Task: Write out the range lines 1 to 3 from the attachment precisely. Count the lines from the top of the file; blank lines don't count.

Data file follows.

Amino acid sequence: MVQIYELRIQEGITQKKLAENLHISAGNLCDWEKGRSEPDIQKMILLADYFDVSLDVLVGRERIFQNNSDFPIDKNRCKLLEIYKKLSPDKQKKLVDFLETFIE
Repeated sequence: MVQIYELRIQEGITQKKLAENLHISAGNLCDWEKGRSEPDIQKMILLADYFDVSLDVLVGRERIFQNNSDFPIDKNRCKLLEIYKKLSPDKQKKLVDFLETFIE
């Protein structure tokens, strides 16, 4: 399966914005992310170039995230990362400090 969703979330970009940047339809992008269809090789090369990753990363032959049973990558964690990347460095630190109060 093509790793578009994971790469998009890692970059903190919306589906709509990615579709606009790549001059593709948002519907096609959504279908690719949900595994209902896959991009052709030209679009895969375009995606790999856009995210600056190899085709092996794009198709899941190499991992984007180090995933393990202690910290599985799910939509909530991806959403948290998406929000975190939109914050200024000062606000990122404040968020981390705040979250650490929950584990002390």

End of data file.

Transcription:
Amino acid sequence: MVQIYELRIQEGITQKKLAENLHISAGNLCDWEKGRSEPDIQKMILLADYFDVSLDVLVGRERIFQNNSDFPIDKNRCKLLEIYKKLSPDKQKKLVDFLETFIE
Repeated sequence: MVQIYELRIQEGITQKKLAENLHISAGNLCDWEKGRSEPDIQKMILLADYFDVSLDVLVGRERIFQNNSDFPIDKNRCKLLEIYKKLSPDKQKKLVDFLETFIE
């Protein structure tokens, strides 16, 4: 399966914005992310170039995230990362400090 969703979330970009940047339809992008269809090789090369990753990363032959049973990558964690990347460095630190109060 093509790793578009994971790469998009890692970059903190919306589906709509990615579709606009790549001059593709948002519907096609959504279908690719949900595994209902896959991009052709030209679009895969375009995606790999856009995210600056190899085709092996794009198709899941190499991992984007180090995933393990202690910290599985799910939509909530991806959403948290998406929000975190939109914050200024000062606000990122404040968020981390705040979250650490929950584990002390």